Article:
Dell has announced an upgrade to its KACE K1000 Systems Management Appliance, making it the first systems management vendor to address the rapidly growing Chromebook market. The KACE K1000 system, which is available as a physical or virtual appliance and as a cloud-hosted service, provides system management services for servers, PCs, and now Chromebooks. It also provides management tools for printers, network-attached projectors, and other non-computing devices. Along with agentless management of Windows systems, the version 6.3 software enables the Dell KACE K1000 to extend its hardware inventory, reporting, and service desk functions to cover all current Chromebooks and Chromebox desktop systems.
In the modern technical world, you don’t have to search far to find someone with a quote purporting to define the future. This month’s example came to me via the medium of Twitter, with an analyst offering the line, “by 2017, half of all employers will require employees to use their own device.”
There has been a lot of hand-wringing in the past year or so about the threat of Shadow IT. By its very name, it sums up images of darkness, subterfuge, and illegality. But what exactly is meant by Shadow IT, and is it the threat we are led to believe?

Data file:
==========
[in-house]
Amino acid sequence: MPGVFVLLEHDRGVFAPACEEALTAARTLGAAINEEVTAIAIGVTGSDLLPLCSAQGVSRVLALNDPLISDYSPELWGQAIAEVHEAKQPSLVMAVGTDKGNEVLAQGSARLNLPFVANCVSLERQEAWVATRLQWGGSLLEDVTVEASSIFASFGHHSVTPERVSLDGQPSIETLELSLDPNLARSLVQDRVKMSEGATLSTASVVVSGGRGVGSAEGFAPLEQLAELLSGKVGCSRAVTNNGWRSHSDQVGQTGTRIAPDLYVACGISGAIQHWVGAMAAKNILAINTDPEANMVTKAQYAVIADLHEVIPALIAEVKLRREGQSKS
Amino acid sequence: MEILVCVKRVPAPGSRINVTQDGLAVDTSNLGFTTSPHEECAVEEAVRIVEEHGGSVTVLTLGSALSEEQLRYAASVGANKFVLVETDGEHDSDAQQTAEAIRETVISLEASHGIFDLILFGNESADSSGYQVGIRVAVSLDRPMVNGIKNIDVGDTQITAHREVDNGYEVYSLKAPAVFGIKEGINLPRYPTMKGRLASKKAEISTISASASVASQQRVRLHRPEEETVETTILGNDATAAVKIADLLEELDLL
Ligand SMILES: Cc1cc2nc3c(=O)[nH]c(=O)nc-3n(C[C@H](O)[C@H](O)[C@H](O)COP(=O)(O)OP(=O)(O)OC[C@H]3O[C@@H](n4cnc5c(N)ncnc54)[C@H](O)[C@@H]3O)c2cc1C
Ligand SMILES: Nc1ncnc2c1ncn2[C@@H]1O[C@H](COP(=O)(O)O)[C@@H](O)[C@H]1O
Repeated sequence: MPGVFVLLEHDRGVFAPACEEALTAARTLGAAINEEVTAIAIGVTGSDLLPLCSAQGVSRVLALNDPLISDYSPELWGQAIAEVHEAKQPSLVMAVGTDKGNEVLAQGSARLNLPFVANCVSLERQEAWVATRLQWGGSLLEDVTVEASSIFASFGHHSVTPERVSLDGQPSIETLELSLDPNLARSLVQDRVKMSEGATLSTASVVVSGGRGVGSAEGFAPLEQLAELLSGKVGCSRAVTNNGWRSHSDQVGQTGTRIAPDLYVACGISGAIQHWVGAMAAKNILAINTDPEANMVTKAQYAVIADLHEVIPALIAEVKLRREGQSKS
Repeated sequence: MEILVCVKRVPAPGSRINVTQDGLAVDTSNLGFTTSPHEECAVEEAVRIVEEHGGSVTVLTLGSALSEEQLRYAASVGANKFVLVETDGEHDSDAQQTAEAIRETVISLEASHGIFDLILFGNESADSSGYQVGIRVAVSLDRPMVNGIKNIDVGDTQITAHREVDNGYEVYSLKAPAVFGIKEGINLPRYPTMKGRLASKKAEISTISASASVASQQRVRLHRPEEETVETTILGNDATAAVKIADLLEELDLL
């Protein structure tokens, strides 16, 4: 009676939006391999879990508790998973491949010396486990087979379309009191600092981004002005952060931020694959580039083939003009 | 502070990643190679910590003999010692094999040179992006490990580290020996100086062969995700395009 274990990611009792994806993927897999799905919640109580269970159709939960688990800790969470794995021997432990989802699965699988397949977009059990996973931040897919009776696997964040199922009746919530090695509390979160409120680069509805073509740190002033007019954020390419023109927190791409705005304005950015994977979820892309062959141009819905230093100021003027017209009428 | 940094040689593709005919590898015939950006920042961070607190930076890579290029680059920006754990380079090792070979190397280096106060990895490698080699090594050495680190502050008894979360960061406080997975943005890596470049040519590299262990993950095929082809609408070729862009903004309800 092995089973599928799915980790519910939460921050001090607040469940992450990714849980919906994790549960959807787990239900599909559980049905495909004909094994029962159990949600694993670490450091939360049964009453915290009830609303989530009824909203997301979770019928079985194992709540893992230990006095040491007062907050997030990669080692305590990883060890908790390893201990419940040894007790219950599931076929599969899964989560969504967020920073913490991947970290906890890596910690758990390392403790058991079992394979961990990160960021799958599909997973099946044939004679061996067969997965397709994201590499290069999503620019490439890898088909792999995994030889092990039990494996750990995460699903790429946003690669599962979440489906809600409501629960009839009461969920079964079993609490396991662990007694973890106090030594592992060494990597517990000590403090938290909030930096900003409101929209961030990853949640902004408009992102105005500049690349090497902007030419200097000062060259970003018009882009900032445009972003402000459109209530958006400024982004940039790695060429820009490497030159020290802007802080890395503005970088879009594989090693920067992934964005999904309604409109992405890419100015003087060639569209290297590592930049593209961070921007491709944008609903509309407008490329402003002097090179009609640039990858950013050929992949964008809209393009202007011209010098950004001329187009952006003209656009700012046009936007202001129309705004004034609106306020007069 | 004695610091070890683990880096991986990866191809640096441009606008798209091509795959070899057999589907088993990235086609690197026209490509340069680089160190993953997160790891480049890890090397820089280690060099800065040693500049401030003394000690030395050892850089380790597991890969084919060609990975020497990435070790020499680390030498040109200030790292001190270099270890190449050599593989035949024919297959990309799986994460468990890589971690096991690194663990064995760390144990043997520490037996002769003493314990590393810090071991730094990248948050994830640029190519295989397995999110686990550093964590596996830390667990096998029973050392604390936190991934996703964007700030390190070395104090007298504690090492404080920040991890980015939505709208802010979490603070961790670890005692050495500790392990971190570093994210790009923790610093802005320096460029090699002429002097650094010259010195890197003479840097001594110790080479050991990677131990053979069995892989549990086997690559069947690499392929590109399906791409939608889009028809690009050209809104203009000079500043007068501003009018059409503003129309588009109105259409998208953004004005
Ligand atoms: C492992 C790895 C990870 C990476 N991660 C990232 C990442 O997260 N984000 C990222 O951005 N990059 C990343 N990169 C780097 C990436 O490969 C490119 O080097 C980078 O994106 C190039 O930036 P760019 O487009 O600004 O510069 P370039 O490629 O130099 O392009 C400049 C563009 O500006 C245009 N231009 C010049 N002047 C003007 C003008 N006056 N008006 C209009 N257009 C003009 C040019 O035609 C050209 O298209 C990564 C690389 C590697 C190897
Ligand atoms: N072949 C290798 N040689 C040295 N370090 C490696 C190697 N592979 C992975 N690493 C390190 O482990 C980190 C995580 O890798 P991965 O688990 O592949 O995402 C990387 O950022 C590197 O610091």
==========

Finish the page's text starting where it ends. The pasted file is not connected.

It appears that VMware has been on quite the acquisition kick lately, first with the $1.3 billion acquisition of its Palo Alto neighbor Nicira in 2012, and now with its largest acquisition in company history: the $1.54 billion purchase of mobile management and security firm AirWatch. The AirWatch acquisition is aimed at tightening companies’ security and peace of mind, particularly with regard to the growing use of mobile devices for work, referred to as “bring your own device” (BYOD).
Is cloud adoption living up to the hype? A great deal has been written about the extent to which different vendors have been hyping their services and solutions. However, has the true adoption rate from businesses and corporations really lived up to this hype? Continue reading Is Cloud Adoption Living Up to the Hype?
Passwords are dead or dying: According to Google security executive Heather Adkins, Passwords are dead for Google and warned that any startups that will rely on passwords are going to be dead in the water. Heather Adkins did not offer any real specifics on how Google is going to innovate tomorrow’s security but did hint that Google is experimenting with hardware-based tokens as well as something that Motorola has created that authenticated users by having them touch a device to something embedded. Continue reading Passwords Are Dead or Dying